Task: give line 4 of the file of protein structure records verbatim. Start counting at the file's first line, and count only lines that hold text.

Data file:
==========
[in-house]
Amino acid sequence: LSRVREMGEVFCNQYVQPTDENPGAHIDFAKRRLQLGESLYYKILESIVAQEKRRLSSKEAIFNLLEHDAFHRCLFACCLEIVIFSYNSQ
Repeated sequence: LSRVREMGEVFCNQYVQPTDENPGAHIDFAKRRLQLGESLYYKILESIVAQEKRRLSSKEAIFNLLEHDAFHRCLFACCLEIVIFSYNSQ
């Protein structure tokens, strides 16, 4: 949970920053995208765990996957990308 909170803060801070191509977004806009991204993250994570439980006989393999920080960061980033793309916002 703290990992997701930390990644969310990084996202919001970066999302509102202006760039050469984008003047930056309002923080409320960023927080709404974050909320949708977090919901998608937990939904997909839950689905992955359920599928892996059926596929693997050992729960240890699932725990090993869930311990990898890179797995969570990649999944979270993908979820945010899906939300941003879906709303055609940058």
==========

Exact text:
């Protein structure tokens, strides 16, 4: 949970920053995208765990996957990308 909170803060801070191509977004806009991204993250994570439980006989393999920080960061980033793309916002 703290990992997701930390990644969310990084996202919001970066999302509102202006760039050469984008003047930056309002923080409320960023927080709404974050909320949708977090919901998608937990939904997909839950689905992955359920599928892996059926596929693997050992729960240890699932725990090993869930311990990898890179797995969570990649999944979270993908979820945010899906939300941003879906709303055609940058």